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by James Lange, CPA/Attorney
“There is a puritanical streak that runs through all aspects of money in America…And most of the conversations start with no.” —Ramit Sethi
Fortunately, for most of my readers, money does buy happiness in that it protects from hardship. Being able to count on access to good medical care, a general sense of wellbeing, a cadre of good friends and family, shelter, and food goes a long way to fostering happiness—and reducing stress. But if we are in the position to be able to afford more, can we be happier spending more?
I am not advocating for spending carelessly. But, when the resources are there, are there ways to make your money “work for you” outside the investment realm?
The authors Elizabeth Dunn and Michael Norton published a book called Happy Money: The Science of Smarter Spending. They espouse five principles for ways to spend money to increase your happiness.
- Buy experiences. (I would add—buy things that allow you to do what you want to do. For example, my e-bikes allow me to significantly enhance my bicycling experience and that makes me happy.)
- Make it a treat. Don’t indulge in your favorite ice cream every day—it stops being a treat.
- Buy time. Pay people to do what you don’t like doing. Or don’t buy the cheapest airline ticket if it results in an endless layover where you don’t want to be.
- Pay now, consume later. That paid-for vacation seems “free” by the time you take it.
- Invest in others.
Perhaps what gives them additional credibility is that they are both full professors at the University of British Columbia and Harvard, respectively. They are respected researchers and authors, and some would say their recommendations are “backed by science.” A simple Google search about “spending money and happiness” leads to countless other sources of inspiration but they pretty much have the bases covered. As peer-reviewed authors, I would say those five criteria, make a pretty good start.
by James Lange, CPA/Attorney
I recently made a discovery that combines my impatience with my preference for great coffee.
Ever since the Keurig, the automatic and simple to use coffee maker came out, I use it to make myself one cup of caffeinated coffee in the morning.
It is pretty easy. I put the “K-cup” in the machine and press a few buttons and leave an empty cup which the machine then fills with hot mediocre-tasting coffee. I have tried different organic brands and flavors, but they are all basically mediocre.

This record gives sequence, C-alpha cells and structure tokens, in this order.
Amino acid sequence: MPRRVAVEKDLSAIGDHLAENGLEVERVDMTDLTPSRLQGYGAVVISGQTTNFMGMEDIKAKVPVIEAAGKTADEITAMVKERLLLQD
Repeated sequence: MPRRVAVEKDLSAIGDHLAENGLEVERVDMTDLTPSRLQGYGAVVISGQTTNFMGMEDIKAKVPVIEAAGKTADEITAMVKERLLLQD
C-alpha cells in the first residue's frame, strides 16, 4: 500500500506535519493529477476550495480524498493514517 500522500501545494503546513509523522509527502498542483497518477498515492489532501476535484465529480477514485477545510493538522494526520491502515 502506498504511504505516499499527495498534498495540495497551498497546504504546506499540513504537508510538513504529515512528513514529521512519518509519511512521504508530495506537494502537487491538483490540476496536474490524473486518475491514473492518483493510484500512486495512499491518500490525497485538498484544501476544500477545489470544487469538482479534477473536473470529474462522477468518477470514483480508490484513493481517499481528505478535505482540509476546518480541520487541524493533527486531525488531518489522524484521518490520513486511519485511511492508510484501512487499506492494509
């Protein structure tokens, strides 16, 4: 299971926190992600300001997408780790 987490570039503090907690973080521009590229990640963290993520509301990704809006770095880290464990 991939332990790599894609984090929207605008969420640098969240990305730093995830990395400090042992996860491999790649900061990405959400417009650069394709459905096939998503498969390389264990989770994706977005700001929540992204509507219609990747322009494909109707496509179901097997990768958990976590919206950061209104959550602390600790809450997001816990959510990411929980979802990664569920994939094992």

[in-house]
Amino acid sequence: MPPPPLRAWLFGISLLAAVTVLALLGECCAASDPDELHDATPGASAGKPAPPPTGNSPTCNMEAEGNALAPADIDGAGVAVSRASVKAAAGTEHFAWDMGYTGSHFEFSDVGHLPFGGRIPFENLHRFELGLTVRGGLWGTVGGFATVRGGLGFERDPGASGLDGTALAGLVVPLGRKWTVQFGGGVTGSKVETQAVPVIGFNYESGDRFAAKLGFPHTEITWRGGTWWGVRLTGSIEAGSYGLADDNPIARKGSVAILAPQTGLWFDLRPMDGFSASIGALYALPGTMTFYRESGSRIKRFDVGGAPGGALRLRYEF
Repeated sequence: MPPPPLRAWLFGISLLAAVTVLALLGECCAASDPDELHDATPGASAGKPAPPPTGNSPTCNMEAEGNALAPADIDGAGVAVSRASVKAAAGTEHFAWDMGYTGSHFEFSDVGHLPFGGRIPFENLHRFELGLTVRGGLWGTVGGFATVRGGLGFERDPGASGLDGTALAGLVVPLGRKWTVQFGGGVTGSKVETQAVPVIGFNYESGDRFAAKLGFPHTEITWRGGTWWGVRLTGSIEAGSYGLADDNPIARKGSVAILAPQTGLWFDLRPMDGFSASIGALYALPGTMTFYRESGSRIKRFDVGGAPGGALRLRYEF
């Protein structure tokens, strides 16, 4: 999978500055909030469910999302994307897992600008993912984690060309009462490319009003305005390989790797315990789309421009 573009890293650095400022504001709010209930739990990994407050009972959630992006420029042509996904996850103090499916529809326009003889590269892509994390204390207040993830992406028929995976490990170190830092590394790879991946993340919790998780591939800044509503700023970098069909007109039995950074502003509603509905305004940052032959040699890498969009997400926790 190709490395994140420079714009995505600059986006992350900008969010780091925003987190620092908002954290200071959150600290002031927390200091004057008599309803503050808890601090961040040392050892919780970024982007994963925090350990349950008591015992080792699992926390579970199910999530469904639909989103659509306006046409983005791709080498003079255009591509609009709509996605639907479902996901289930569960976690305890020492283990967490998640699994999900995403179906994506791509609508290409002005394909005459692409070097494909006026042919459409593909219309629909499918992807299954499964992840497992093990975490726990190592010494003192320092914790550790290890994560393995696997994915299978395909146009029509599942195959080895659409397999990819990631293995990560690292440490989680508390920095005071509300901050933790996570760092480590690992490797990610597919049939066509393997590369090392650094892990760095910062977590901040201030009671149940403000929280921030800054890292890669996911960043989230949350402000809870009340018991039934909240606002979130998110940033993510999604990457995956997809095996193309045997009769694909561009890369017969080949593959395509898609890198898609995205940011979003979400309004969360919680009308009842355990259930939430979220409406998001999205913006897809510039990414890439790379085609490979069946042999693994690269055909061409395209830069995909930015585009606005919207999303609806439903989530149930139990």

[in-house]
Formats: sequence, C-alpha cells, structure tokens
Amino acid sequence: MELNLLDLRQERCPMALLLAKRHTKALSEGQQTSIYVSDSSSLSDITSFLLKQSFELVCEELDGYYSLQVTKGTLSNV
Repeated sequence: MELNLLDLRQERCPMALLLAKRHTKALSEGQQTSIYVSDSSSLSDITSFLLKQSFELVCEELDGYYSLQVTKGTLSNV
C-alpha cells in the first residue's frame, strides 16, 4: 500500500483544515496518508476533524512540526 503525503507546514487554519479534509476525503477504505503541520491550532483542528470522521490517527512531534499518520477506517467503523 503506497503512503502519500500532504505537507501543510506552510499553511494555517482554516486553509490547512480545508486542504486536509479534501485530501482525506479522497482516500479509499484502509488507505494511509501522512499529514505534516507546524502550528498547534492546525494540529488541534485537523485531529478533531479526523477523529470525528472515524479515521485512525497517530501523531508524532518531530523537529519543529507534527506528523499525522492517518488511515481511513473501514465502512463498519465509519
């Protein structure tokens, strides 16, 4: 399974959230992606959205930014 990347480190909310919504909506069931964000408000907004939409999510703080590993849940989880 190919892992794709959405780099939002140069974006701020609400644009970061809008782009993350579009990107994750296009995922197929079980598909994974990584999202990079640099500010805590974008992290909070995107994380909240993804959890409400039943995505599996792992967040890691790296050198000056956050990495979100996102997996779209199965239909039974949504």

For a short period, I didn’t have access to a Keurig and ground fresh beans and put them in a drip coffee maker. The coffee was much better. But it was a pain and took a lot more time to make a cup of coffee than I liked.
My assistant, Patrice, recommended I combine the best of both worlds. He recommended I buy my own reusable K-cups, grind fresh coffee beans, and fill the empty K-cups with the ground coffee beans. I used these reusable K-cups, https://paytaxeslater.com/kcups, but I am sure there are other brands out there.
You can grind enough coffee for say a month (I use organic French Roast and Kona beans) and fill the empty K-cups, put the lid on that seals the coffee, and store them in the fridge. Then, instead of using a store-bought K-cup, you can use the one that you made.
The coffee tastes much better than the store-bought K-cups. Yes, you must grind it and fill the cups once a month, but it is well worth it.
If I haven’t bored you to tears so far, let me proceed with additional details to what I add to my coffee.
I follow the Bulletproof Guru, Dave Asprey. I regard him as I regard Joe Mercola. They both have a lot of medical wisdom and advice, some of which I follow. But they are both capitalists and both would have you take a bunch of proprietary supplements from which they will benefit financially. It wouldn’t bother me if they were truly superior supplements that cost more, but I am not convinced they are.
Anyway, Dave Asprey has consistently recommended you start your day with a cup of his special coffee. He recommends putting ghee (clarified butter) into the coffee. I tried that but my intolerance to dairy soon forced me to stop the ghee idea. He also recommends adding some of his special formulation of “brain octane fuel” to the coffee. Of course, he also recommended his particular brand of coffee (which he claims has no mold like other coffee).
As far as I can tell, his coffee is no better than good organic fresh coffee beans or even pre-ground coffee you buy at the store. As far as I can tell, brain octane fuel is overpriced nonorganic MCT oil. I do like the science behind the MCT oil in coffee, but I use an organic brand called Garden of Life that I do add to my coffee.
In addition, because I haven’t learned to drink it without any sweetener, I do add some Stevia. I don’t add any milk or cream, but that is probably due to my dairy sensitivity.
Anyway, after writing this article I will break my one cup of coffee per day and go make myself another cup.
Enjoy your coffee!
Bryan Tann is Digital Marketing Production Assistant for Lange Financial Group since August 2017. He is one of our behind-the-scenes marketing professionals who greatly contributes to our social media, digital, and video outreach. He is also extremely helpful with our webinars.
Bryan has made an amazing transformation from August 2019 to the present. He changed his lifestyle to include eating gluten and dairy-free, tracking caloric intake, and working out daily using DDP Yoga.
Bryan has lost 172 lbs. to date! We are very proud of Bryan’s accomplishments and his commitment to health and wellness.